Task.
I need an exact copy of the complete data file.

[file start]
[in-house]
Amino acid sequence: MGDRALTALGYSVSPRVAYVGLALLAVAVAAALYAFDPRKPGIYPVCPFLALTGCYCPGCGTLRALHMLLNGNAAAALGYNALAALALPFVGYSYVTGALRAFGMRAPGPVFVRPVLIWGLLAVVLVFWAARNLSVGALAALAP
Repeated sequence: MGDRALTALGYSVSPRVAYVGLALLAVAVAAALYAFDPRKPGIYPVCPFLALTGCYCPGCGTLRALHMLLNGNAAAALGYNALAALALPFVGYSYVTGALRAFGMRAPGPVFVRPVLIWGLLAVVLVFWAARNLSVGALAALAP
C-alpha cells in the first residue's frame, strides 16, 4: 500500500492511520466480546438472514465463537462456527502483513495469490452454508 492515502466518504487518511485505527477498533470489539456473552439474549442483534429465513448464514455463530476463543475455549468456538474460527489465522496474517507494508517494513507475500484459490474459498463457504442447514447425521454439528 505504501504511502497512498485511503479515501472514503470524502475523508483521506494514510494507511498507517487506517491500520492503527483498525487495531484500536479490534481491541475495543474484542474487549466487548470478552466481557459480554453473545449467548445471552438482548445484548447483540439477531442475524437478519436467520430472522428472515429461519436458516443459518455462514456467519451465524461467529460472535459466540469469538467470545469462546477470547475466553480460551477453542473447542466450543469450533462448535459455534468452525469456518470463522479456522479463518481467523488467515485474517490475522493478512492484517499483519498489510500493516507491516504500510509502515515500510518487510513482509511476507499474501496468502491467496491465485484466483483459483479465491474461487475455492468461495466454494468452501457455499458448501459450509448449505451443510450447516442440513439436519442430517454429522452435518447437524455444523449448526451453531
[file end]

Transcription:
[in-house]
Amino acid sequence: MGDRALTALGYSVSPRVAYVGLALLAVAVAAALYAFDPRKPGIYPVCPFLALTGCYCPGCGTLRALHMLLNGNAAAALGYNALAALALPFVGYSYVTGALRAFGMRAPGPVFVRPVLIWGLLAVVLVFWAARNLSVGALAALAP
Repeated sequence: MGDRALTALGYSVSPRVAYVGLALLAVAVAAALYAFDPRKPGIYPVCPFLALTGCYCPGCGTLRALHMLLNGNAAAALGYNALAALALPFVGYSYVTGALRAFGMRAPGPVFVRPVLIWGLLAVVLVFWAARNLSVGALAALAP
C-alpha cells in the first residue's frame, strides 16, 4: 500500500492511520466480546438472514465463537462456527502483513495469490452454508 492515502466518504487518511485505527477498533470489539456473552439474549442483534429465513448464514455463530476463543475455549468456538474460527489465522496474517507494508517494513507475500484459490474459498463457504442447514447425521454439528 505504501504511502497512498485511503479515501472514503470524502475523508483521506494514510494507511498507517487506517491500520492503527483498525487495531484500536479490534481491541475495543474484542474487549466487548470478552466481557459480554453473545449467548445471552438482548445484548447483540439477531442475524437478519436467520430472522428472515429461519436458516443459518455462514456467519451465524461467529460472535459466540469469538467470545469462546477470547475466553480460551477453542473447542466450543469450533462448535459455534468452525469456518470463522479456522479463518481467523488467515485474517490475522493478512492484517499483519498489510500493516507491516504500510509502515515500510518487510513482509511476507499474501496468502491467496491465485484466483483459483479465491474461487475455492468461495466454494468452501457455499458448501459450509448449505451443510450447516442440513439436519442430517454429522452435518447437524455444523449448526451453531